Q:When playing in a jazz band and a drum solo comes along, I sometimes find myself lost in the form of the song. How do you approach not losing track of yourself in the drum solo? — Eric
A:What you ask about keeping the form of the song during a drum solo is an interesting point concerning playing together in a group. The simplest way I have of looking at that problem is through understanding the exchange of communication that is going on.
To break it down, if two musicians in a group “lose” each other one way or the other, then there’s a breakdown of communication. Between any two in a group, when the communication is good, it is 2-way. Let’s take the pianist and the drummer. They’re “playing together.” Communication-wise, that means they’re “agreeing” over and over again where they are and that they’re hitting “together”—every note, every phrase. If one “loses” the other—and it’s agreed that they shouldn’t—then something the drummer played didn’t get understood by the pianist—or vice versa.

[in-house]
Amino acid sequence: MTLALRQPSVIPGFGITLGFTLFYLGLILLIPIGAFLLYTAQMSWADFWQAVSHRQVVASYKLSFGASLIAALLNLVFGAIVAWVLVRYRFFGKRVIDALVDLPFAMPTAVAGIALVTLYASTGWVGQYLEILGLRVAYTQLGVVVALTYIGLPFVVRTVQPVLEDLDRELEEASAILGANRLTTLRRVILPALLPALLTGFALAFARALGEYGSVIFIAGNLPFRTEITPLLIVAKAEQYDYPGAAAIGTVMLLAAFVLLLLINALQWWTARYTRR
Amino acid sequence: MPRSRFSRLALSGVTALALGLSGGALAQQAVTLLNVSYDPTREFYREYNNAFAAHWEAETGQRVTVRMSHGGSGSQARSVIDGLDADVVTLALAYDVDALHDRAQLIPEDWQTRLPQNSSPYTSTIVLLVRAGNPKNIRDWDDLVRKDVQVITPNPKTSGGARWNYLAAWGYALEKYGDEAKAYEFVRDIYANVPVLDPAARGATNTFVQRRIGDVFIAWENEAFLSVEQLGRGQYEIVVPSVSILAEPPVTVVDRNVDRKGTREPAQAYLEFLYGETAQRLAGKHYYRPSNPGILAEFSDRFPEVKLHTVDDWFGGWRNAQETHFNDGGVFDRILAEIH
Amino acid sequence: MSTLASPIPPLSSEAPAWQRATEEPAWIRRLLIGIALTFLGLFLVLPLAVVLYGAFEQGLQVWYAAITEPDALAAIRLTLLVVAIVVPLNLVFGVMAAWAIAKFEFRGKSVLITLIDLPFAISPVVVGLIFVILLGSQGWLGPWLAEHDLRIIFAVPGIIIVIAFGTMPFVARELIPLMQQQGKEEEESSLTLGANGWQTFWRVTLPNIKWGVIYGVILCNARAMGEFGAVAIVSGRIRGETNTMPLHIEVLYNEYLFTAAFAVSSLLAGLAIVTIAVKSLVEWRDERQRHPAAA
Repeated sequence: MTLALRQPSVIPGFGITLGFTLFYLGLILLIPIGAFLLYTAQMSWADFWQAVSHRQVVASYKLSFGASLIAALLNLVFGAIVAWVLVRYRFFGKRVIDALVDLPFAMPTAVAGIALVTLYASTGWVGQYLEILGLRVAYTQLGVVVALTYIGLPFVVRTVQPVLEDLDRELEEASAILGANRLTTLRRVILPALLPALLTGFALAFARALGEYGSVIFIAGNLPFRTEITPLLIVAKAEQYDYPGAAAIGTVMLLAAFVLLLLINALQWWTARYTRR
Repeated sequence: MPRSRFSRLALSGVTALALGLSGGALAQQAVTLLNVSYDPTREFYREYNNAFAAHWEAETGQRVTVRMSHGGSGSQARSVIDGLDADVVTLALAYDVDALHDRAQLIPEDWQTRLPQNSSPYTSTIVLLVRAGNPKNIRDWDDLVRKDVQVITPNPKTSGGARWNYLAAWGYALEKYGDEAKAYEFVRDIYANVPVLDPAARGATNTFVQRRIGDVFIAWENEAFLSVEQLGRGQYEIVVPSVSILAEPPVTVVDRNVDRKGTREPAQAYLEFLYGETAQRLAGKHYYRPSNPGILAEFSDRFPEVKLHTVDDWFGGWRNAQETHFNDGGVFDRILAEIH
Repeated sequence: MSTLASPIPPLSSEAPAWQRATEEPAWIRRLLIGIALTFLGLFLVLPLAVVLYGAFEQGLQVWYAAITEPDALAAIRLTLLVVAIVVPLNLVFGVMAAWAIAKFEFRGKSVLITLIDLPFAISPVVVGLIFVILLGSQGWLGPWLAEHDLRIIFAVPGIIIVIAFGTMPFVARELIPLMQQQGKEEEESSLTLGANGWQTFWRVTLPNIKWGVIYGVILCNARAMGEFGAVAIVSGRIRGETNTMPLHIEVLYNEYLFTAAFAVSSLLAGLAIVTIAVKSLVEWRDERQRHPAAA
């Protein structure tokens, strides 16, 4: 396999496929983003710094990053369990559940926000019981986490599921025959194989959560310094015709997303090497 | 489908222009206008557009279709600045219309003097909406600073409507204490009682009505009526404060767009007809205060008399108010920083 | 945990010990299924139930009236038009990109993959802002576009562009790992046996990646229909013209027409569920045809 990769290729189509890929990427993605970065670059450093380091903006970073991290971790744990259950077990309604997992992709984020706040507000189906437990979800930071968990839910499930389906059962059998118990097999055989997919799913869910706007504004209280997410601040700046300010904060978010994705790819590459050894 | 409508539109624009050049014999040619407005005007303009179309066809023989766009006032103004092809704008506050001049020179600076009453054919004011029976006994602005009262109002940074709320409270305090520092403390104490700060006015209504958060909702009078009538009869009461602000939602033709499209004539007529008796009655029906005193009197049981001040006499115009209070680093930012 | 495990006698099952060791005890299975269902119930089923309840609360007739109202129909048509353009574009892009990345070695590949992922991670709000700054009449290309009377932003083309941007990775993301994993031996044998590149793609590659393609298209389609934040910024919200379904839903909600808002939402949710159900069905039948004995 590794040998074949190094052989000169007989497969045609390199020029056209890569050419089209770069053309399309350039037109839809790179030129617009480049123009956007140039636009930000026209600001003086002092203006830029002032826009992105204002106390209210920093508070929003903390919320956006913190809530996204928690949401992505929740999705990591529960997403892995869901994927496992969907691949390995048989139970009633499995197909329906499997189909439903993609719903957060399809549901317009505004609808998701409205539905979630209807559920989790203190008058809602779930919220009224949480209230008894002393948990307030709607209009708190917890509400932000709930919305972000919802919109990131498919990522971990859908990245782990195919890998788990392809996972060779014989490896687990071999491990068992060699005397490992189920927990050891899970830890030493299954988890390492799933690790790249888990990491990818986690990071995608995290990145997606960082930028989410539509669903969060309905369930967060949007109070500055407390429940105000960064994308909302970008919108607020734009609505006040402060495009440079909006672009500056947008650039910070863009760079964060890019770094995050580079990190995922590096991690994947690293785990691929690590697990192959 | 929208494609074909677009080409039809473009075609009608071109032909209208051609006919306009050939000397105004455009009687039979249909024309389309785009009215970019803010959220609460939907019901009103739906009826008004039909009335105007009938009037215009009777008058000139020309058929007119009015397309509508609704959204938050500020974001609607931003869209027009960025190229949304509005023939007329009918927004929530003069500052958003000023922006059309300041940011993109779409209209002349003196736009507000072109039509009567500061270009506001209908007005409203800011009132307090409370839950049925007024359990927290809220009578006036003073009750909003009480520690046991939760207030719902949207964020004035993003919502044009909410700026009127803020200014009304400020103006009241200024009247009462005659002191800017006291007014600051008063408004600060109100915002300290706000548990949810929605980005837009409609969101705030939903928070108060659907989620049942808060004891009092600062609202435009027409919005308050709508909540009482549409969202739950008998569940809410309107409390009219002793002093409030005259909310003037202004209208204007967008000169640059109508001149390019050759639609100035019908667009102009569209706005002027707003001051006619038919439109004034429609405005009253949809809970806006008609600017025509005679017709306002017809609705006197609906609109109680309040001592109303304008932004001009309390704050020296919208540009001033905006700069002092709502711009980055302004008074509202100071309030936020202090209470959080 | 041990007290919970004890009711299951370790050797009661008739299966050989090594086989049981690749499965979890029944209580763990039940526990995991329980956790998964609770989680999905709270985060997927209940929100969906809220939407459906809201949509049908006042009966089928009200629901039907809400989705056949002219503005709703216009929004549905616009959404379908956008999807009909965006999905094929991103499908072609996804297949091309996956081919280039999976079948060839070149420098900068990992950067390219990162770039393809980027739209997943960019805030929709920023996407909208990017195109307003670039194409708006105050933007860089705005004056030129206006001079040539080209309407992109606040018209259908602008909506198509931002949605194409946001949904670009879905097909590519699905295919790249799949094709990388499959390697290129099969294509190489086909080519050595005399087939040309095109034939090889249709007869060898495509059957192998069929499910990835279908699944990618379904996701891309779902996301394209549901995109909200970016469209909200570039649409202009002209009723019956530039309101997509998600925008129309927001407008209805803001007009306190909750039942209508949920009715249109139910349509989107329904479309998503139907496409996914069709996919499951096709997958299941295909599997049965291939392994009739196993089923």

It then becomes a responsibility on both their parts to become more understandable to the other. Again, it’s a 2-way proposition: the pianist must learn what the drummer is playing and the drummer must play in a way that’s understandable to the pianist.
Ok, so much for theory. Practically speaking, if you “lose” the drummer and if he’s playing the form correctly, then you may have to listen to recordings of the performances and try to work out what he’s doing. If that’s a problem, ask him to show you what he’s doing. On the other hand, if he’s blowing the form and you’re trying to understand that, then it goes downhill from there.
And an even more practical piece of advice: talk to the drummer about it.
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